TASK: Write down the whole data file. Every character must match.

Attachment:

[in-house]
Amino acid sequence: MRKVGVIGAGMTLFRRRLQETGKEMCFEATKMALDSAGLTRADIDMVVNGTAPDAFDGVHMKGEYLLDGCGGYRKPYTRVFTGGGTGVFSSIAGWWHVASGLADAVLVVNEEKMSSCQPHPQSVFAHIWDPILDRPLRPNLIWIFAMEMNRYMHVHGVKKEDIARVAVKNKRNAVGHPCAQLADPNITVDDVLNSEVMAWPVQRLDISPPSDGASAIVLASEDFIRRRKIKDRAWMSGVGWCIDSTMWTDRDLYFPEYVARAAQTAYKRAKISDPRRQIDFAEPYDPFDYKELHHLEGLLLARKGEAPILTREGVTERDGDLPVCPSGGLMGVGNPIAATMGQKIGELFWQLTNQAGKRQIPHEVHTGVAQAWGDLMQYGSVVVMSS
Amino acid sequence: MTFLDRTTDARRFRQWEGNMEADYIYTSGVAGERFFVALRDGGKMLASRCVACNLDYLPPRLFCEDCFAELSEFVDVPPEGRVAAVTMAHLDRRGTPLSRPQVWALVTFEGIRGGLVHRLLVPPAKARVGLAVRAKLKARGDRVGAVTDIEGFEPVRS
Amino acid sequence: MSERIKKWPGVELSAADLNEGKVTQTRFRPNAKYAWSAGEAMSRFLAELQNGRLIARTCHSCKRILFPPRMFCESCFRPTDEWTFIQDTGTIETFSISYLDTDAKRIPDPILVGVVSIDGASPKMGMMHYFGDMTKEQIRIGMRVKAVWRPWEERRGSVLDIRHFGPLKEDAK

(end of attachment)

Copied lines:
[in-house]
Amino acid sequence: MRKVGVIGAGMTLFRRRLQETGKEMCFEATKMALDSAGLTRADIDMVVNGTAPDAFDGVHMKGEYLLDGCGGYRKPYTRVFTGGGTGVFSSIAGWWHVASGLADAVLVVNEEKMSSCQPHPQSVFAHIWDPILDRPLRPNLIWIFAMEMNRYMHVHGVKKEDIARVAVKNKRNAVGHPCAQLADPNITVDDVLNSEVMAWPVQRLDISPPSDGASAIVLASEDFIRRRKIKDRAWMSGVGWCIDSTMWTDRDLYFPEYVARAAQTAYKRAKISDPRRQIDFAEPYDPFDYKELHHLEGLLLARKGEAPILTREGVTERDGDLPVCPSGGLMGVGNPIAATMGQKIGELFWQLTNQAGKRQIPHEVHTGVAQAWGDLMQYGSVVVMSS
Amino acid sequence: MTFLDRTTDARRFRQWEGNMEADYIYTSGVAGERFFVALRDGGKMLASRCVACNLDYLPPRLFCEDCFAELSEFVDVPPEGRVAAVTMAHLDRRGTPLSRPQVWALVTFEGIRGGLVHRLLVPPAKARVGLAVRAKLKARGDRVGAVTDIEGFEPVRS
Amino acid sequence: MSERIKKWPGVELSAADLNEGKVTQTRFRPNAKYAWSAGEAMSRFLAELQNGRLIARTCHSCKRILFPPRMFCESCFRPTDEWTFIQDTGTIETFSISYLDTDAKRIPDPILVGVVSIDGASPKMGMMHYFGDMTKEQIRIGMRVKAVWRPWEERRGSVLDIRHFGPLKEDAK